I currently work in a business that manufactures detergent. It is a very profitable sector. I wish to retire after three years and establish my manufacturing plant. I want to know more about the options I have on raising capital and the legal implications of each. –Kamau
Dear Kamau, I will respond to your inquiry through a series of articles on start-up funding . Today I provide an overview and will break this down into a series of articles. Kamau, the first obvious source is personal investment or savings. Many start-ups are self-financed, meaning that the founder of the business raised capital from personal sources.
It is the simplest source of finance and in my view has little or no legal implications. This makes it the easiest and fastest way to raise capital.
However, the downside is that you can only raise limited amounts of money and there is more risk exposure. If your business does not make any profit, then you will have lost savings.
The second source of capital is what is commonly known as “love or patient capital.” As the name suggests it is capital raised from “loved ones.” Borrowings from your spouse, friends, and family are classified as love capital.
It is somewhat easy to raise compared to other formal sources of capital. It largely depends on the extent of your relationship with loved ones, and their willingness and capacity to lend to you.
The downside is that it may strain close relationships if the loan terms are breached. Many friendships break based on unpaid soft loans. Love capital may be conditional or unconditional. Some lenders may insist on a loan agreement which I will break down later.
The third source of capital is debt capital. This is the type of borrowing that is more formal and from a financial institution. Please dig deeper when borrowing from a financial institution. Get to understand the different loans available and the terms of the loan and settle for the most suitable.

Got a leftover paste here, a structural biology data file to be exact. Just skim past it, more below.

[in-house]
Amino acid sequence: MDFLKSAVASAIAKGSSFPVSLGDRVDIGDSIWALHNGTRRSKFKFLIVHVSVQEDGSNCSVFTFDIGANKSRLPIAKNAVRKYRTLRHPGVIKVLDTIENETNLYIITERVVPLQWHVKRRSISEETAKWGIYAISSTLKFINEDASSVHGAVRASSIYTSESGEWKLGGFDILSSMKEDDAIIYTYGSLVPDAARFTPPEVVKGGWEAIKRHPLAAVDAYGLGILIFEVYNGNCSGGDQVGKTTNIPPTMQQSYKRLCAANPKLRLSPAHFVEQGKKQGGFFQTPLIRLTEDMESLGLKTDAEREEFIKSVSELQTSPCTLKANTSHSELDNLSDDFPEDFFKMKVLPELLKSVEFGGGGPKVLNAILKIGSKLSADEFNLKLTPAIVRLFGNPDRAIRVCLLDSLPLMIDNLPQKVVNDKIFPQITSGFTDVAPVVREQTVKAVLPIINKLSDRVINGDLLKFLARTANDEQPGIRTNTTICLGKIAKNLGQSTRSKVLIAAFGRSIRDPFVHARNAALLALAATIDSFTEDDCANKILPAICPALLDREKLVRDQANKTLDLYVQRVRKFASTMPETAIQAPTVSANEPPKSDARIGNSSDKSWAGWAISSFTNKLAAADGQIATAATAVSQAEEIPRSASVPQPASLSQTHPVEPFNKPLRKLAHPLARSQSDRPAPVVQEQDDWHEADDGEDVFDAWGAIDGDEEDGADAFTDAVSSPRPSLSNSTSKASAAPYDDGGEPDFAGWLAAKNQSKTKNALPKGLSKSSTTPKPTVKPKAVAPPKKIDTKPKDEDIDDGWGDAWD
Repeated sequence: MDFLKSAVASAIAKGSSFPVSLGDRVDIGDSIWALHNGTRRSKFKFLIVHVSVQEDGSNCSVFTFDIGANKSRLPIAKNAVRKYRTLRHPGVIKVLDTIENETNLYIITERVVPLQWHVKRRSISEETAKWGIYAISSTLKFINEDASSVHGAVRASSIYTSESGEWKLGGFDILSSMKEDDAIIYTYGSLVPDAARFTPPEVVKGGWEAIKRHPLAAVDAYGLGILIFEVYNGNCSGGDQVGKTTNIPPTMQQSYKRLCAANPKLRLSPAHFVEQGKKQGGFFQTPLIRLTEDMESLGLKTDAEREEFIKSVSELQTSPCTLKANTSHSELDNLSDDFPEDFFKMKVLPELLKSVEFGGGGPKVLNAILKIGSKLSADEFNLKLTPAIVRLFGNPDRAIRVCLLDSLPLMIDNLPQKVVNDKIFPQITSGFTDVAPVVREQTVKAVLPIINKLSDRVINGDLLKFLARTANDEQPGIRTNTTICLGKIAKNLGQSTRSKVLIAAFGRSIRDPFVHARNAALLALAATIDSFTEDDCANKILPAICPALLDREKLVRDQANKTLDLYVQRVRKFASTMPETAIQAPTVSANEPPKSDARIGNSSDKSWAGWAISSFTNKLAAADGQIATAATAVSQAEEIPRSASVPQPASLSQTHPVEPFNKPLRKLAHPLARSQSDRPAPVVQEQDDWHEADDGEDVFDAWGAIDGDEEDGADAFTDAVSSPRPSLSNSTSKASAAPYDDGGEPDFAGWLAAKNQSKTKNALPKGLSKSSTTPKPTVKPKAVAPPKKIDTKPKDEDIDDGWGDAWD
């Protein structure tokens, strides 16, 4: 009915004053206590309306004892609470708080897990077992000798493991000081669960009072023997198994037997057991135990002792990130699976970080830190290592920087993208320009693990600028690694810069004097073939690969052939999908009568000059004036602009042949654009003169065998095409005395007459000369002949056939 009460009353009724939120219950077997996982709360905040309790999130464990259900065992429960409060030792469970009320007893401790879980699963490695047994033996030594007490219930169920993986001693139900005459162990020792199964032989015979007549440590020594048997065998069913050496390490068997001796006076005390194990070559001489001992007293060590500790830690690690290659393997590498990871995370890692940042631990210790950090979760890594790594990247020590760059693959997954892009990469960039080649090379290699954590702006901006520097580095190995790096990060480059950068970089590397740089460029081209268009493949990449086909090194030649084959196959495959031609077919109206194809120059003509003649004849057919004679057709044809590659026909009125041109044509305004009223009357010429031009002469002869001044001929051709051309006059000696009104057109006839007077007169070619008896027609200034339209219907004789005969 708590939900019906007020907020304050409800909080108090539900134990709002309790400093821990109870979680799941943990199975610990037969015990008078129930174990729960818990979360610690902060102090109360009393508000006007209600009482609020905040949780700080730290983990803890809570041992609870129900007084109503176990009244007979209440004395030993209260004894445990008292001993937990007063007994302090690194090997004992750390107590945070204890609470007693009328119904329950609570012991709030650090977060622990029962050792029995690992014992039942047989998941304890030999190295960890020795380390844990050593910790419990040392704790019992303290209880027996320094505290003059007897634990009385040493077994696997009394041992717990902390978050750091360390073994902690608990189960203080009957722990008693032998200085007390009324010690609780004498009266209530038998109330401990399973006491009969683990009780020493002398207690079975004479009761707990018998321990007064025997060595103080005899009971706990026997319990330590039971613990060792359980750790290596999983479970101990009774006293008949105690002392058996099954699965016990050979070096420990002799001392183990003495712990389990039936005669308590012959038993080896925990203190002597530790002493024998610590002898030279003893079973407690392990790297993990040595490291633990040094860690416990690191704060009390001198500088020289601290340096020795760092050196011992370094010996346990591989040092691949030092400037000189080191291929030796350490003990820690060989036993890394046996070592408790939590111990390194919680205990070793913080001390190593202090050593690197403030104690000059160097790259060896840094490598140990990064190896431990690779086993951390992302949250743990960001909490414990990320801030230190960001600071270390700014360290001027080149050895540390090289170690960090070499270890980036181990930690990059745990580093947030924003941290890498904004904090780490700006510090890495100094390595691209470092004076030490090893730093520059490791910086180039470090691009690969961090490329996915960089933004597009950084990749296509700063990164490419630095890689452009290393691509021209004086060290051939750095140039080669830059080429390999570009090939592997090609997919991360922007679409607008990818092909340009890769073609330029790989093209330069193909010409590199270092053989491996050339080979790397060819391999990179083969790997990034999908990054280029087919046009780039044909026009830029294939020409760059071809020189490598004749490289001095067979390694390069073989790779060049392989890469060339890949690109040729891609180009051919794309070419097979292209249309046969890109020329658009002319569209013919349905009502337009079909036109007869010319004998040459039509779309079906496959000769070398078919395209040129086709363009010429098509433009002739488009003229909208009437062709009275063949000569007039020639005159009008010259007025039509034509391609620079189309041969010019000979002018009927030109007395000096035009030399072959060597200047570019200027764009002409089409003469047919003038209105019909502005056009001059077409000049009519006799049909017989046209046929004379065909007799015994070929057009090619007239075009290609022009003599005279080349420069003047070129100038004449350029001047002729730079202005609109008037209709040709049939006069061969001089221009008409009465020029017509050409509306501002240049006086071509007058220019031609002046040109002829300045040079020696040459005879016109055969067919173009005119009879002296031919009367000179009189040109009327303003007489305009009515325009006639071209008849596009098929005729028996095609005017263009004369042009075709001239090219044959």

Most lenders will subject you to a rigorous vetting process before disbursing the funds. Some require collateral security or guarantees to further secure the loan. The loan is secured by a loan agreement or in some cases mortgages and other securities.
It is important to see a lawyer to review all legal documentation for you and help you understand the terms of lending.
The major covenants in a loan agreement are an agreement to pay back the borrowed amount together with interest on specific dates. If you default, then the agreement contains what would happen in the event of default.
You may be subjected to penalty interest; your security may be sold off or your business wound up! The advantage of debt is that you can raise more than the previous methods.
Fourth is equity capital which is raised from private investors. An investor can give you the funds you need in exchange for a percentage of ownership. As the investor comes in as a co-owner of the business then there are various legal documents to be signed.
The shareholders’ agreement governs the relationship, decision making, rights and revenue sharing between you and the investor. Some investors are in for the long haul while others only want to make a profit and exit.
Your lawyer will advise on the right documentation and structure to use under this model.
In my next few columns, I will continue to demystify start-up funding and the law to help you make a decision.
Ms Mputhia is the founder of C Mputhia Advocates.